The party moved into the lounge after dinner, talking rather aimlessly and going through a box of VHS tapes Steve had got out for the occasion. Quite a few of them had been purloined from Family Video, back in the day; Steve was still not really a movie person, but he’d had to entertain the kids on multiple occasions. An argument broke out about various movie choices, but eventually Die Hard was selected and put on.

Steve noticed Billy heading outside, lighter in hand, and after a minute or two of indecision - again the bitterness, because eighteen months ago he wouldn’t have hesitated for a moment - he grabbed his jacket and followed.

Billy was sitting on the edge of one of the loungers by the pool, hand cupped around the end of his cigarette as he lit it. He was looking out across the water, watching the dead leaves floating on top of it.

“Thought you were trying to quit,” Steve said, coming to sit on the lounger opposite. 

“Yeah,” Billy said with a laugh. He sucked in a lungful of smoke. “Want one?”

Steve grinned. “Sure,” he said, and Billy passed him his packet and lighter. 

Billy said: “Weird being back.”

“Yeah, I bet,” Steve said. He was well aware that there was a reason Billy rarely came home. “Did you see your dad?”

“Yeah,” Billy said, his tone a little too casual. “When I picked Max up.”

Steve lit his cigarette. It had been a long time since he had had one; he never really smoked unless it was with Billy. “Was it okay?”

“Max was there,” Billy said, which meant - a witness. Billy never stayed at home, always got a room at the motel on the edge of town when he came back to Hawkins. He had never explicitly told Steve why , but Steve had seen bruises and cuts, seen Billy on the edge of tears, and he didn’t need to know any more than that. 

“How’s work?” he asked, in a transparent effort to change the subject.

Billy’s face, as it always did, lit up at the mention of work. When he had first told Steve - a little hesitantly - that he was planning to study to become a social worker, it hadn’t made much sense. Steve hadn’t known then what he knew now, and he’d never really thought about something like social work as a career, never considered what it might entail. But now, having seen Billy excel at university, heard him talk passionately about work in a way Steve had never seen him be passionate before, it made total sense.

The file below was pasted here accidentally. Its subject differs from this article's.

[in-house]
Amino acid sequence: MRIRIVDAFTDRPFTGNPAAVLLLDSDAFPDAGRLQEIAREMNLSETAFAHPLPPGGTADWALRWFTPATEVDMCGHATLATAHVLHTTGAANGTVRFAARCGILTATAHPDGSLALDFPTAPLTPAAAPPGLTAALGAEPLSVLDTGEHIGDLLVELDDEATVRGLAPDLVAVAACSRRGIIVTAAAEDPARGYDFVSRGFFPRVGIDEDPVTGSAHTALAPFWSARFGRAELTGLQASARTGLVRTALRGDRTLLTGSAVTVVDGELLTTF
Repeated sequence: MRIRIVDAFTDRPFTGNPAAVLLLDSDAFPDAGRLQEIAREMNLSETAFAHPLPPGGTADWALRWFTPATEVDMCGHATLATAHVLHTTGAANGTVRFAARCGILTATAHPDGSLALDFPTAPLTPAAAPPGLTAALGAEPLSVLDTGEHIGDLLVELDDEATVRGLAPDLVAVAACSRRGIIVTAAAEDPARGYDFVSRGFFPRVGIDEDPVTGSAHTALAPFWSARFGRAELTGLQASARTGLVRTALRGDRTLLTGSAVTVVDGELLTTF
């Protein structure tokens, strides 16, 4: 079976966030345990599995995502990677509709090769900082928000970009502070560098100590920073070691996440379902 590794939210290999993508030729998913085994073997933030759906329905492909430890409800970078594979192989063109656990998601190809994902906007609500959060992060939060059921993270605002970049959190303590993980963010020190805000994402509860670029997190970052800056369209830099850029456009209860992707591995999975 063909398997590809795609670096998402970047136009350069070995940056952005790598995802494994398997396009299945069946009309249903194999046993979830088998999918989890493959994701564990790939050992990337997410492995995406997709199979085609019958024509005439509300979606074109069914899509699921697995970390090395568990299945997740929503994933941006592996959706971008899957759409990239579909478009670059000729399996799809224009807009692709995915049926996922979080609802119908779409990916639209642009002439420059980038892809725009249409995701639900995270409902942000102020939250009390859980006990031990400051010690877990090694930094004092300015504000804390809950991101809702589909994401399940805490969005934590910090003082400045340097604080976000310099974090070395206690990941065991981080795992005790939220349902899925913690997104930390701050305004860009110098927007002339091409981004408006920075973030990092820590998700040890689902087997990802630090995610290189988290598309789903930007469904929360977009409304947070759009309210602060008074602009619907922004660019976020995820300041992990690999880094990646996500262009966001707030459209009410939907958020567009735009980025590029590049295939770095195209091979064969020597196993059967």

It didn’t take a genius to work out why Billy wanted to help abused children. And from everything Steve had seen, Billy was absolutely kickass at his job.

“It’s good,” Billy said now, blowing out smoke. “It’s awesome, actually. I mean, you see stuff, obviously, but it feels fucking good, knowing you’re making a difference. There was this case a couple of months ago—” He stopped, abruptly, and glanced sideways at Steve.

Steve thought he knew why, and it annoyed him. This was the way they used to talk, back when they were friends; for a moment it had been as though Billy had forgotten the polite distance that now existed between them, and now he’d remembered again.

“Go on,” he said, encouragingly.

“It was this kid,” Billy said, tone hesitant. “This boy.” He stopped again, and Steve wondered if perhaps he’d been wrong about the reason for Billy’s reticence. He went on haltingly: “His dad… his dad was, you know, hurting him. He was twelve. His mom left when he was a baby.”

“How did you find out about him?” Steve asked.

Billy’s smile was just a little sad. “A teacher at his school noticed bruises on his shoulders,” he said. “Where his dad had been shaking him.”

“That’s awful,” Steve said faintly, but he wasn’t thinking about the boy in New York, and he didn’t think Billy really was either. “What did you do?”

“We got him out,” Billy said, and now there was a note of pride in his voice. “I was his caseworker. I mean, junior caseworker, but he liked me. We found some foster parents for him, and he’s been there for a month now. I visited him a week or so ago. He’s… happy.”

“That’s amazing,” Steve said, and he meant it. “Jesus. I don’t know how you do it, but it’s awesome that you do.”

Billy rolled his eyes, but Steve could tell he was pleased. “Says the guy that sticks his hands into people’s assholes for a living.”

Steve had never quite lived down the day he came home to tell Robin and Billy he’d had to perform a rectal exam. “That was once,” he said now, although he’d actually had to do it a few times at this point. “And I do plenty of other stuff.”

“With blood,” Billy, who was squeamish, said. “And people coughing disease on you.”

Steve, maturely, stuck his tongue out.

All in all, it was a nice conversation, but when Steve wandered back inside to catch the second half of the movie, he felt restless. He didn’t like the place his friendship with Billy had ended up, the fact that talking like this felt unusual now. Billy used to drive to Philly nearly every weekend. And it was over something so… well, Steve couldn’t exactly say unimportant, because it wasn’t, but it shouldn’t have had this kind of power. The power to end a friendship.

There was the predictable shuffle over who was sleeping where after the film. Steve lived in a four-bedroom house, so with nine people and two couches there shouldn’t have been a problem, but of course there was. Not with the kids - Mike and El were in his parents’ room, Max and Lucas in the double spare and Will and Dustin in the twin room. No, the problem came because Robin flatly refused to share a bed with Steve.